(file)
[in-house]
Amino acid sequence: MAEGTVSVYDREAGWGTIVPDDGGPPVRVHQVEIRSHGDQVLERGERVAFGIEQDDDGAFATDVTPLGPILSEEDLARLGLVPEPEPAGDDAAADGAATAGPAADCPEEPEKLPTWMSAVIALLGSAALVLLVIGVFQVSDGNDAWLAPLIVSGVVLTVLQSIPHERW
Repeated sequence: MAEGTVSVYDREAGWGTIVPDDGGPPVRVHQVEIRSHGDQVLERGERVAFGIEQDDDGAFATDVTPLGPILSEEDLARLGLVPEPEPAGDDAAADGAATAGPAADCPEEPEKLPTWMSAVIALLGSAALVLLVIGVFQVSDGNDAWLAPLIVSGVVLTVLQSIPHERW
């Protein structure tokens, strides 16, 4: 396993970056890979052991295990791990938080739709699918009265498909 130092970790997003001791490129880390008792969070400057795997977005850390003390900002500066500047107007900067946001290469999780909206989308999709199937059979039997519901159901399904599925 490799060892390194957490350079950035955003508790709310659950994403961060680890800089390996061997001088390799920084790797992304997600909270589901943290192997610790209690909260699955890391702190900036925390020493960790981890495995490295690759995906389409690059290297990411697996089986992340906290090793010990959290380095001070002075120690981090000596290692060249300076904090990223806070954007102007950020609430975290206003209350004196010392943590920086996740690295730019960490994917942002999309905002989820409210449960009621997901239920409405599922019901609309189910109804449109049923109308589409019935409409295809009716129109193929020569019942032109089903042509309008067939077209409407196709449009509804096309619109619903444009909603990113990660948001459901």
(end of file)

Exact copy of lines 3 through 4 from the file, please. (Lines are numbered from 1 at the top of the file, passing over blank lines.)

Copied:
Repeated sequence: MAEGTVSVYDREAGWGTIVPDDGGPPVRVHQVEIRSHGDQVLERGERVAFGIEQDDDGAFATDVTPLGPILSEEDLARLGLVPEPEPAGDDAAADGAATAGPAADCPEEPEKLPTWMSAVIALLGSAALVLLVIGVFQVSDGNDAWLAPLIVSGVVLTVLQSIPHERW
């Protein structure tokens, strides 16, 4: 396993970056890979052991295990791990938080739709699918009265498909 130092970790997003001791490129880390008792969070400057795997977005850390003390900002500066500047107007900067946001290469999780909206989308999709199937059979039997519901159901399904599925 490799060892390194957490350079950035955003508790709310659950994403961060680890800089390996061997001088390799920084790797992304997600909270589901943290192997610790209690909260699955890391702190900036925390020493960790981890495995490295690759995906389409690059290297990411697996089986992340906290090793010990959290380095001070002075120690981090000596290692060249300076904090990223806070954007102007950020609430975290206003209350004196010392943590920086996740690295730019960490994917942002999309905002989820409210449960009621997901239920409405599922019901609309189910109804449109049923109308589409019935409409295809009716129109193929020569019942032109089903042509309008067939077209409407196709449009509804096309619109619903444009909603990113990660948001459901």